Flush… is that my career going down the toilet?

cartoon of a plumber standing in front of a row of urinals

Image by Alexas_Fotos from Pixabay

I’ve moaned about this before, but it feels like it’s time for some more moaning.  Sometimes I feel like my mental health nursing career has been flushed down the toilet.  Despite having 15 years of experience, a master’s degree, and a ton of continuing education, I feel like my career is done, for a combination of reasons.

Things really started to fall apart 3 years ago.  I’d quit my job because of workplace bullying, and long story short I ended up blacklisted by the small number of local health authorities, all of which have centralized recruitment, that control almost all of the nursing jobs in my area.  After nine months of unemployment I got hired as a casual at the mental health & addictions transitional program where I still work, which is outside of those health authorities.  They don’t like me, because independent thought is completely unwelcome there, as is mental illness among staff.  I also had another casual job that was not psych-related, which I recently left because it just wasn’t working with my illness.

Even at the  one job that I have, I’m not able to work much, and I only work night shifts.  Cognitively I struggle with processing multiple pieces of information at once, and I would be overwhelmed during the day.  There’s also an intolerably high level of BS during the day, with a substantial likelihood of someone taking issue with something I do.

While doing night shifts that make it easier for me to manage, it also mean that I have very little interaction with the clients, which is the reason I enjoyed nursing so much in the first place.  I have all these skills that have just sat idle for the past three years, and I don’t know if I’ll ever end up using them again.

I don’t see myself being able to work on a regular basis anytime in the near future, especially since shifts in my illness tend to happen rapidly and unexpectedly.

On top of that, increasingly un-hireable.  I learned a lot about the nursing job market during my nine months unemployed (despite being well qualified in a high-demand field).  I learned that employers don’t like gaps in your resume or irregular work patterns.  I learned that references (at least 2) from managers are non-negotiable, and at this point there is not a single manager I would trust to ask for a reference.  I learned that nobody is interested genuine answers to questions; they want neat and tidy answers that go along with what you “should” say.  I learned that blacklisting can and does happen.  I learned that qualifications and skills mean next to nothing.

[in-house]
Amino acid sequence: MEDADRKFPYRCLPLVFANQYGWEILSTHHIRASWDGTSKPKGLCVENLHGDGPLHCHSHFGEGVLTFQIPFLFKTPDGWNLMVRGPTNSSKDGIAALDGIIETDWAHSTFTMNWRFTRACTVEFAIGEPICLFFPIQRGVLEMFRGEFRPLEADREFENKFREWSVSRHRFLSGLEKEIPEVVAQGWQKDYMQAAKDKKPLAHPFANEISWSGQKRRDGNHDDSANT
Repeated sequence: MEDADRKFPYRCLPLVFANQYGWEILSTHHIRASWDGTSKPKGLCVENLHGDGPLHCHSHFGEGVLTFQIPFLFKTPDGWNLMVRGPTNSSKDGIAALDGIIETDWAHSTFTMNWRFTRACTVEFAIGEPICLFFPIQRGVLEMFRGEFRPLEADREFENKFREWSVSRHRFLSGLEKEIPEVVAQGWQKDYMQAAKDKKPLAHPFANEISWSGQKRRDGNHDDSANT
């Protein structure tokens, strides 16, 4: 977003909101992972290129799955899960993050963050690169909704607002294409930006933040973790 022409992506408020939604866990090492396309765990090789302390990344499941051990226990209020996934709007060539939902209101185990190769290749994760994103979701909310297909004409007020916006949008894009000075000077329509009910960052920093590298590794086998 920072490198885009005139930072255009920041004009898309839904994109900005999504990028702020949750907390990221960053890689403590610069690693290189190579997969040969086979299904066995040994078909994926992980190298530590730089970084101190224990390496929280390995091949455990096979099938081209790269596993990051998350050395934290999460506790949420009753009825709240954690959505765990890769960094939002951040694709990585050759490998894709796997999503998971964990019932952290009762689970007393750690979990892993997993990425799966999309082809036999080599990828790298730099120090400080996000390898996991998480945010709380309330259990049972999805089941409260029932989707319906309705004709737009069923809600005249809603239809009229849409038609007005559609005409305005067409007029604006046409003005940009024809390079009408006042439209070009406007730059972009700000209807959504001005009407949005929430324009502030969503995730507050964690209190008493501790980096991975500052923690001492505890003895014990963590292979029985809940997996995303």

I was never particularly good at job interviews to begin with, but now I would be disaster.  My brain works a lot slower than it used to, and I really don’t do spontaneity.  I can’t even handle an unexpected question at a store checkout, much less having to come up with something semi-intelligent in a stressful interview situation.  Chances are that I would freeze, feel trapped, cry, and walk out.  It’s happened before.  It’s not a matter of anxiety; it’s more recognizing what my illness-related limitations are.

And none of this has to do with me being a bad nurse.  I was a very good nurse, although I’m certainly no longer capable of performing the way I did when I was well.  Perhaps that’s part of what’s so frustrating about the whole thing.  I doubt I’ll ever again do what I used to be really good at, primarily because of my own illness, but to some extent because of a system that values conformity over all else.  And I’m not comparing myself to other people or their expectations; I’m (selfishly?) comparing myself to myself and what I have been able to do in the past.  My level of functioning has tanked compared to what it used to be.  It’s the effects of my illness and I don’t see it as a personal failure, but I’m still the person that has to deal with the consequences.